May 09, 2019
A new program to help Philadelphia residents become first-time homeowners will distribute up to $3 million in financial assistance during the second half of 2019, city officials announced on Thursday.
The Philly First Home program is an expansion of the city's previous down payment assistance programs, which offered between $500 and $1,500 to help new homebuyers achieve their goals.
With new funding from the Philadelphia Housing Trust Fund, the city will now provide up to $10,000 to eligible first-time homebuyers who work with counselors from the Division of Housing & Community Development (DHCD). The program is expected to help 300 families or individuals purchase homes in its first year.
“Homeownership is often the most significant investment an individual or family will ever make, and we need to make sure everyone has equal access to the long-term financial stability homeownership can provide,” Council President Darrell L. Clarke said at a press conference Thursday afternoon.
Clarke said many families in Philadelphia have the ability to pay a mortgage but cannot afford to save up for a down payment. Factors such as student debt, child care and auto loan payments often prevent residents from setting aside the cash needed to make a down payment.
Eligibility for the program depends on homebuyers meeting the following requirements:
• Be a first-time homebuyer or a buyer who has not owned a home for at least three years
• Purchase a home in the City of Philadelphia
• Have a household income at or below 120% Area Median Income (AMI)
• Complete housing counseling at a DHCD funded housing counseling agency
Area median income guidelines are determined by the U.S. Department of Housing & Urban Development. Those figures reflect the nine-county Philadelphia metropolitan area. The table below shows the maximum income level (120% of AMI) to qualify for the program based on the number of people in a household.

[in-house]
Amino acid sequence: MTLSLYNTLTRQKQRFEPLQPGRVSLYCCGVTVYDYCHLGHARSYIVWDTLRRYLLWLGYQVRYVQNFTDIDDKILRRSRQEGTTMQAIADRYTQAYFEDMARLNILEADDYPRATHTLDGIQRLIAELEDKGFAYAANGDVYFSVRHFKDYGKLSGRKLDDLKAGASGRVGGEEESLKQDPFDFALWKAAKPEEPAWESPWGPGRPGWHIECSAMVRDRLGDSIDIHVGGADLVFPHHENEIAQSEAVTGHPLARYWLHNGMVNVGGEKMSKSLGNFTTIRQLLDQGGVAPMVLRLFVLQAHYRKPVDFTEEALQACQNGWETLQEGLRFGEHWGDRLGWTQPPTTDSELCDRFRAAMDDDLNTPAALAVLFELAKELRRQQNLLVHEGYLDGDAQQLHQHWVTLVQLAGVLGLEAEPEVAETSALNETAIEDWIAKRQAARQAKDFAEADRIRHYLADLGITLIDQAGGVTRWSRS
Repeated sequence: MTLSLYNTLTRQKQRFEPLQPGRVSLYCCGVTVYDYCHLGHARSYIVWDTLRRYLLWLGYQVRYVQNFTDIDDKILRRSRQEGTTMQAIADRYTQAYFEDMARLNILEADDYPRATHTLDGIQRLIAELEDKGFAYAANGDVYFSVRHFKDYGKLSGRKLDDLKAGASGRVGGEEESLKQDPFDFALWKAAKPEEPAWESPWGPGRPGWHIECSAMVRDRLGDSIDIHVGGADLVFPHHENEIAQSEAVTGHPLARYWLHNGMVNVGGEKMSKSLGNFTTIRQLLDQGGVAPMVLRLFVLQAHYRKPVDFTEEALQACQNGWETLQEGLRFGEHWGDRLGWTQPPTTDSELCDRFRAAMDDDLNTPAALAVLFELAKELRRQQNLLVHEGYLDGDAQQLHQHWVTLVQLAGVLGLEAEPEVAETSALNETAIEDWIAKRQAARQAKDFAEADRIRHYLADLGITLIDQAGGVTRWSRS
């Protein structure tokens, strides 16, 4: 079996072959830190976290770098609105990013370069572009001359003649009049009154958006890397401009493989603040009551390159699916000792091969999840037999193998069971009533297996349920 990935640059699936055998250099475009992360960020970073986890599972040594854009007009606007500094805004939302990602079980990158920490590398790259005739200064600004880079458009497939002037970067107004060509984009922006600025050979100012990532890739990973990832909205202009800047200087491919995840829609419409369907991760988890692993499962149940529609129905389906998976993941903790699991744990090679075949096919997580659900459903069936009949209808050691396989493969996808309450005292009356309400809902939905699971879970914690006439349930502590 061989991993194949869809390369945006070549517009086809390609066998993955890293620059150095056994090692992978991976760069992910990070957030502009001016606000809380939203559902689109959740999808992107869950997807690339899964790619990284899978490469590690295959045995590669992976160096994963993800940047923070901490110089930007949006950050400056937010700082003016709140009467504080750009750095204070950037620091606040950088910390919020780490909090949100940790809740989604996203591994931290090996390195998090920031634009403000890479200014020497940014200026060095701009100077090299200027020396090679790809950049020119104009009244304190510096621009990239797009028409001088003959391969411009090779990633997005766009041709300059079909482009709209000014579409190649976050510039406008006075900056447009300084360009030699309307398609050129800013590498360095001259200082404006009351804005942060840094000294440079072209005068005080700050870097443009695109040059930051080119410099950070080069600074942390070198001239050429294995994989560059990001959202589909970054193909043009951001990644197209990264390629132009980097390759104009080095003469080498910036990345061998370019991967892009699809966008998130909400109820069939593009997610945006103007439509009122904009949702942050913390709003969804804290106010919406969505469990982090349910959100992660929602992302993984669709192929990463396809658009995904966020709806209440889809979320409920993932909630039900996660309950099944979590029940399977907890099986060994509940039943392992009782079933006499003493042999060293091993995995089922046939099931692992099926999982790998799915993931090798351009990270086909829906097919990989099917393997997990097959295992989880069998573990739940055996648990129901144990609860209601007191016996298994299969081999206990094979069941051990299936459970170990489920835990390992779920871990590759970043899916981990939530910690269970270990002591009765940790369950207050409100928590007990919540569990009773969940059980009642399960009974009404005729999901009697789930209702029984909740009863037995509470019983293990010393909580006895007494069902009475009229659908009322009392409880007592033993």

|Family Size||Maximum Income (120% of AMI)|
The money Philly First Home provides become a lien on the property's first mortgage. The lien will be forgiven after the homeowner owns the property for 15 years. Prior to that, the sum will be due upon the property's sale or refinancing.
Officials said the goal of the program is to build sustainable homeownership in Philadelphia neighborhoods and counteract a dramatic shift toward renters since the turn of the century. The city's renter population now accounts for roughly half of the housing market.
The program has already been allocated another $2.5 million for 2020, with funding in subsequent years still to be determined.
Philadelphia's director of Planning & Development, Anne Fadullon, said the private market is a critical part of the Philly First Home program, which will become a vital resource for realtors working with clients.
"Settlement assistance allows the government to ignite the market and then get out of the way," Fadullon said.
The program will operate on a "first come, first qualified" basis, officials said, and will be open to all those who meet the eligibility requirements.
The program will officially launch June 10.